So, post questions and ask for help! These could be problems to solve, requests for instant feedback on a suggestion, even a little crowdsourcing of ideas for a campaign. That you are taking risks and asking users for their opinions – will encourage others to do likewise.

That's all for now

But if you've got any good examples of the above that have worked for you, or other tips that you think I've missed, please comment. And thank you for commenting. :-)

Sunday, January 27, 2013

Terrorizer: take a stronger stand on racism

One of the things that puzzles me about metal is the willingness in magazines and blogs to give certain musicians' decidedly unsavory political opinions a pass. 

To be clear - I don't believe you have to take an explicitly political position when you're writing about music. Even for me, someone who lives and breathes the bigger picture, at least seven or eight times out of ten it's superfluous.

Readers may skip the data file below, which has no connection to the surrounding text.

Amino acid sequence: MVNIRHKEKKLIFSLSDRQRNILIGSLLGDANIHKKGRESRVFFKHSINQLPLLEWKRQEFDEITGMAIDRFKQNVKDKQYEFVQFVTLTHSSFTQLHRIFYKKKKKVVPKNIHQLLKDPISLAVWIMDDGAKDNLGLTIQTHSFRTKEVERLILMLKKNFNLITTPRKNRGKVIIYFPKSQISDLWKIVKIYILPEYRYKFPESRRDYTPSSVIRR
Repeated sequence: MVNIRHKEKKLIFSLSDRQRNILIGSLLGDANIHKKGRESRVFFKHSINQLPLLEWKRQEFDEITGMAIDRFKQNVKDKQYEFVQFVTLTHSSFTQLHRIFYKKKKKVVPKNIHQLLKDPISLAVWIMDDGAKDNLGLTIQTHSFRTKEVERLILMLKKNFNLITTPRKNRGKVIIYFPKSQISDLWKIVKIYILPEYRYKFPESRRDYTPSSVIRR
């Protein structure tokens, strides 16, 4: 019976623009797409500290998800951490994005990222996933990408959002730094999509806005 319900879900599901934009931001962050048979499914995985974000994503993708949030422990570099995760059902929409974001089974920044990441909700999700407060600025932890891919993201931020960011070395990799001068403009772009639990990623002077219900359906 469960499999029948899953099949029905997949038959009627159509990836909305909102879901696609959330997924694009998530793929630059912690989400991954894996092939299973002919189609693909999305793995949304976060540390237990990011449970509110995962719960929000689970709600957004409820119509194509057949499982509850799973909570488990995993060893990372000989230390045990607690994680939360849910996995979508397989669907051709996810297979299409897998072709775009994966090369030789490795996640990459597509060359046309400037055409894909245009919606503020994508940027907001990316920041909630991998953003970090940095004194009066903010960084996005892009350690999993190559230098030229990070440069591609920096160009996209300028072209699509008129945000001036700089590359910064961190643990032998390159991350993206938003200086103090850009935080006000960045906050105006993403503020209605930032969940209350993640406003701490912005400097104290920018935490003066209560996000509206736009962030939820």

But an apolitical stance has consequences  when it means you can't - or won't - keep artists' self-serving cant or the indirect promotion of hate speech out of your pages. 

Let's take the interview in Terrorizer #231 with Metatron from pagan metal project The Wolves of Avalon, on the reissue of their Carrion Crows Over Camlann album. 

Terrorizer is the perfect example of the "I'm listening to the music not the politics" position: it'll run articles and reviews on anyone from, say, Cattle Decapitation on the left to Burzum on the right. 

If it has any ideology at all, it's a live and let live rugged individualism and respect for the artist. Perhaps too much respect, as I've previously observed.

And I'm going to be careful here to say that Metatron from the Wolves isn't racist either - he's on record in other interviews as making this very clear. If anything it seems like his personal politics are secondary to his spirit of provocation.  

But - and here's where the problem starts - Carrion Crows Over Camlann features a guest spot from Polish Black Metal artist Rob Darken, whose reputation in the scene might as well as be that Nazi racist Rob Darken